In its flash estimate of euro-zone inflation for January, Eurostat reports that consumer prices in the currency area rose by 5.1% over January last year. This is up from 5.0% in December and 4.9% in November. In January 2021, annual inflation was 0.9% for the euro zone.
Inflation was higher in January than in December in 11 euro-zone countries and lower in 7 countries. Eurostat has no January estimate for Slovenia. Slovakia experienced the highest rise in the inflation rate, from 5.1% in December to 8.5% in January. Belgium experienced an increase from 6.6% to 8.5%.
The countries with lower inflation in January only saw a modest deceleration. In Luxembourg, inflation fell from 5.4% to 4.6%, while German inflation declined from 5.7% to 5.1%.
Lithuania leads the euro zone in terms of inflation, with prices rising at 12.2% in January. Only one more country, Ireland, saw double-digit inflation (11.7%) while another four countries had rates above 7%: Belgium (8.5%), Latvia (7.7%), Netherlands (7.6%), and Slovakia (8.5%).
Energy prices continue to be the strongest driver behind inflation. Eurostat reports the annual rise in energy prices across the euro zone at 38.6% in January, up from 25.9% in December. Food prices increased by 3.6%, marking the third straight month with higher inflation in this category. Food prices rose by 3.2% in December, 2.2% in November, and 1.9% in October.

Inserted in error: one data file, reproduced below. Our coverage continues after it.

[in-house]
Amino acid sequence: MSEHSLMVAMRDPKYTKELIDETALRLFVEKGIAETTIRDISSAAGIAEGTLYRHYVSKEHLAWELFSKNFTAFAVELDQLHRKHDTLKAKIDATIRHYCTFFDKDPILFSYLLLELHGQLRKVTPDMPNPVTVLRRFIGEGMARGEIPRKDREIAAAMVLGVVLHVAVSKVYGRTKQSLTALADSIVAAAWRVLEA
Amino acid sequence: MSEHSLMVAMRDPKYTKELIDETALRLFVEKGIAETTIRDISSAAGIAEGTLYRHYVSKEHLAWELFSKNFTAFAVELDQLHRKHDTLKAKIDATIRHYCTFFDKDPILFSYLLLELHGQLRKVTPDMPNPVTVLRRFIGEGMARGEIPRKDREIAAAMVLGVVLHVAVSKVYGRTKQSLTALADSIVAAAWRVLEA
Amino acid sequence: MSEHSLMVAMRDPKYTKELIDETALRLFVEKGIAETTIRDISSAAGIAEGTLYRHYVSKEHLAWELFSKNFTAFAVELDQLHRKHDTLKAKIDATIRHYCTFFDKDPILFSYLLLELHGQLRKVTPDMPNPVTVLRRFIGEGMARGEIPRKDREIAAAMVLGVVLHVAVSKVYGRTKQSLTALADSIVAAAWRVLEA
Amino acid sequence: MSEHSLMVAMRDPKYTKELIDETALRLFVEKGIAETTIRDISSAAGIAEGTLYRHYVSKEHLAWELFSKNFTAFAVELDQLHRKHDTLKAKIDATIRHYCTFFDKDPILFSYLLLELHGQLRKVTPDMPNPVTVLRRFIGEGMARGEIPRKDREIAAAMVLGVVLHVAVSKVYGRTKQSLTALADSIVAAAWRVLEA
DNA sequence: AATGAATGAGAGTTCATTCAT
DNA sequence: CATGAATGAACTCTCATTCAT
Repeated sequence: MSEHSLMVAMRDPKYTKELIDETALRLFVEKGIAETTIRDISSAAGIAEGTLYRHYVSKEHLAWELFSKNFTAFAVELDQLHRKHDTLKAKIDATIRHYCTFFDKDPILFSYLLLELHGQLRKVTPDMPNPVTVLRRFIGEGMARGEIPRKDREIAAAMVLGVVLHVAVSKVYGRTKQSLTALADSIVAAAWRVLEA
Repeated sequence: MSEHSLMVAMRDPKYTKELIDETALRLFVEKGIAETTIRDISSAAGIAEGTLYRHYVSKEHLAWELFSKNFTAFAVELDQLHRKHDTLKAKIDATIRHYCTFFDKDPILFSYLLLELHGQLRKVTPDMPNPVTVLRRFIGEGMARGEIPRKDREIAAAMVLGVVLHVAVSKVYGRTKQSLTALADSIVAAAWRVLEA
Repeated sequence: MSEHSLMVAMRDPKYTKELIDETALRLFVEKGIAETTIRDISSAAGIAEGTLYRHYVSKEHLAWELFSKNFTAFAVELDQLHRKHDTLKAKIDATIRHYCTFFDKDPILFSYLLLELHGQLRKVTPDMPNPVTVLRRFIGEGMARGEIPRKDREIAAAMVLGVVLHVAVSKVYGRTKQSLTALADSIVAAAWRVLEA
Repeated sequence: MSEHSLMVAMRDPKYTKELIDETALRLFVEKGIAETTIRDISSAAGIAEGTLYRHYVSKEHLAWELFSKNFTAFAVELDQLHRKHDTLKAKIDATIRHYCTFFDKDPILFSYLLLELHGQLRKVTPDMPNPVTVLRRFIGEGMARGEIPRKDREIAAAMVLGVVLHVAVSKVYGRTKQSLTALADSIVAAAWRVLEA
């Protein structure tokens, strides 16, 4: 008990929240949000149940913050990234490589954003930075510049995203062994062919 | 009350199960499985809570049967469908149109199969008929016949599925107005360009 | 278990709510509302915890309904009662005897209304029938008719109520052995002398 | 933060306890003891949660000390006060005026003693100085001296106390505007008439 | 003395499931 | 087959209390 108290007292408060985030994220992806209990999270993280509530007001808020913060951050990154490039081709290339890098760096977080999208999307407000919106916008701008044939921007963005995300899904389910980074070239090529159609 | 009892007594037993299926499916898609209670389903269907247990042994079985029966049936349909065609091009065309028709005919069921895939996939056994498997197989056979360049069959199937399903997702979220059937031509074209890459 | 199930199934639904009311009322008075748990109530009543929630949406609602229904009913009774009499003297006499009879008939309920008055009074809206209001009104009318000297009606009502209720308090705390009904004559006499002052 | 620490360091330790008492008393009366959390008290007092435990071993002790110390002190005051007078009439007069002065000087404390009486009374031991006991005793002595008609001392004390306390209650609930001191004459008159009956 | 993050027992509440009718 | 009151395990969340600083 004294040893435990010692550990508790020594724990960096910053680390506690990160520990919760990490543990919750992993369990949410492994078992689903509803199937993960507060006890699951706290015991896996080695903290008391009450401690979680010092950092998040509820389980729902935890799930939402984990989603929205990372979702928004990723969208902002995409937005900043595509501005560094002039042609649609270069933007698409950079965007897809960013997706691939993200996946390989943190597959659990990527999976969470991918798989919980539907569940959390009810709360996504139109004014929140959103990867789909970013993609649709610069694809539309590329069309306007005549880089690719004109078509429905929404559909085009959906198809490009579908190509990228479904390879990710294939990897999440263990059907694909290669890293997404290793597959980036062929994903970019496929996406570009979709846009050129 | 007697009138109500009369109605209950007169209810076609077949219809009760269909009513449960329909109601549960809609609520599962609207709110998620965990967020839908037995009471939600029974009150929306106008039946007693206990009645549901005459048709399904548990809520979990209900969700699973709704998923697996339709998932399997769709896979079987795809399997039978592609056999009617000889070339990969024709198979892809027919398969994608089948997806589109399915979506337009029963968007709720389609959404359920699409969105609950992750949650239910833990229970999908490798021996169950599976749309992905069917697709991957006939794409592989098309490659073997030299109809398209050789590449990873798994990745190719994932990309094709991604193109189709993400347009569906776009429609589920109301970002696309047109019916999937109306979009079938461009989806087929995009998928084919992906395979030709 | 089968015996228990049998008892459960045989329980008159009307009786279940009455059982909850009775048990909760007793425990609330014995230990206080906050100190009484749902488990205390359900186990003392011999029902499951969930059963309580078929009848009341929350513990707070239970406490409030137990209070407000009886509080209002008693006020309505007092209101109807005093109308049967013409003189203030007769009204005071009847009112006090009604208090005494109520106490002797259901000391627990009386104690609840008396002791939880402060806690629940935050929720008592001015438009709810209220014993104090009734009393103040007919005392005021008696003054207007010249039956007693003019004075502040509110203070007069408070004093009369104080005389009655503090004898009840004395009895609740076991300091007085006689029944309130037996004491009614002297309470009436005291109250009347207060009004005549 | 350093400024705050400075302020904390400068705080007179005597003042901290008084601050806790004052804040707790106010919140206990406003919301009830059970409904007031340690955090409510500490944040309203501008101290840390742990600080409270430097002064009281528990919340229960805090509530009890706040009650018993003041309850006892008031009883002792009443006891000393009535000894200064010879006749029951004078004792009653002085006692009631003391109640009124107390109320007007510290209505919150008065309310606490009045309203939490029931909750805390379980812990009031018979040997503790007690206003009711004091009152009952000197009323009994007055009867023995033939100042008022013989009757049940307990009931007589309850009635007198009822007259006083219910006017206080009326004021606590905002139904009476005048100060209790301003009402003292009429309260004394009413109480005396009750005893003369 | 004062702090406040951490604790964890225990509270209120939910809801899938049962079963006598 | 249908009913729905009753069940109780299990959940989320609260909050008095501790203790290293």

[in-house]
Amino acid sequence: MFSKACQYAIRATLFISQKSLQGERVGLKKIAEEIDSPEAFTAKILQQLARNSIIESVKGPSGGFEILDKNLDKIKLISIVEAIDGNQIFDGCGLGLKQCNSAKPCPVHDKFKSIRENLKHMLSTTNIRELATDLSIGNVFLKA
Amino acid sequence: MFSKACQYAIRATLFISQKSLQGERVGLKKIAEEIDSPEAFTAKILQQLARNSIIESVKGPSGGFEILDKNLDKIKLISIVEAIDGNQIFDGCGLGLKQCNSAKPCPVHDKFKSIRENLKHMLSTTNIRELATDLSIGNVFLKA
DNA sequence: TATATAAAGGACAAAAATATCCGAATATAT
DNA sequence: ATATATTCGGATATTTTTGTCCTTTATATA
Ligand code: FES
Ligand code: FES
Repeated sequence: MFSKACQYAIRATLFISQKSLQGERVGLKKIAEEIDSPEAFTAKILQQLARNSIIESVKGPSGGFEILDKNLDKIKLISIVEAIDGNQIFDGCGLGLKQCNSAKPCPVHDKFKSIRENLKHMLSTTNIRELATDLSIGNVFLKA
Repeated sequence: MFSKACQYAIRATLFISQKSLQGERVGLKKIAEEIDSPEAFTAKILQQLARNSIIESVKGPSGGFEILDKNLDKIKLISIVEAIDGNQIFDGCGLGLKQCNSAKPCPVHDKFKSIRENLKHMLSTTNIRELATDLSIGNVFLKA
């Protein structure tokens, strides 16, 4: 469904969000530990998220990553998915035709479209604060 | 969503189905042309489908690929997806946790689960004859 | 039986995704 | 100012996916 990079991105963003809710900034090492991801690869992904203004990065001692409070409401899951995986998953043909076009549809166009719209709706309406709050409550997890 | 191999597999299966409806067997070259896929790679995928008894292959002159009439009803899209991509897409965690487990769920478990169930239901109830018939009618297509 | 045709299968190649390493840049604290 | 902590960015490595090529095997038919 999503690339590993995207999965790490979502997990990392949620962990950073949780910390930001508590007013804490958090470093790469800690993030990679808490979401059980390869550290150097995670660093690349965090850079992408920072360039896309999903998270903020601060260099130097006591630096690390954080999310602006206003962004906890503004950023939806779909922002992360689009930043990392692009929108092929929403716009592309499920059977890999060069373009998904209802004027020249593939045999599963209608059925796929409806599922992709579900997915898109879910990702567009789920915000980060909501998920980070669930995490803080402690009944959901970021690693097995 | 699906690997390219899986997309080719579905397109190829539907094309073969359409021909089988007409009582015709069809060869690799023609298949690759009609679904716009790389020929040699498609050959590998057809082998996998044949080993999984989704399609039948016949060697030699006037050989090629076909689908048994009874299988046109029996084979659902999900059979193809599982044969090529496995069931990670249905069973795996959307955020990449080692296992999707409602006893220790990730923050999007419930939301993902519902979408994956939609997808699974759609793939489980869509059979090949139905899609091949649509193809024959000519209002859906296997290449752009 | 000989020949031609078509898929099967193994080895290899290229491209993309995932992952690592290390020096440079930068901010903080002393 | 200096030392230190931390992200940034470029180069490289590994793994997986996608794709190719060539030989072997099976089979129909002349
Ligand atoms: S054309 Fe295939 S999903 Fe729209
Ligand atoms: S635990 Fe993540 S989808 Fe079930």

Prices in the subcategory of unprocessed foods increased by 5.2% in January, after having risen by 4.7% in December and 1.9% in November.
The January inflation numbers from Eurostat differ significantly from the numbers in the European Central Bank’s forecast for the first quarter of 2022. The ECB predicts that for the first three months of 2022, euro-zone inflation will be 3.0%. With 5.1% in January, for their forecast to become reality, a sharp deceleration in consumer prices will have to take place in February and March.
Sven R. Larson is a political economist and author. He received a Ph.D. in Economics from Roskilde University, Denmark. Originally from Sweden, he lives in America where for the past 16 years he has worked in politics and public policy. He has written several books, including Democracy or Socialism: The Fateful Question for America in 2024.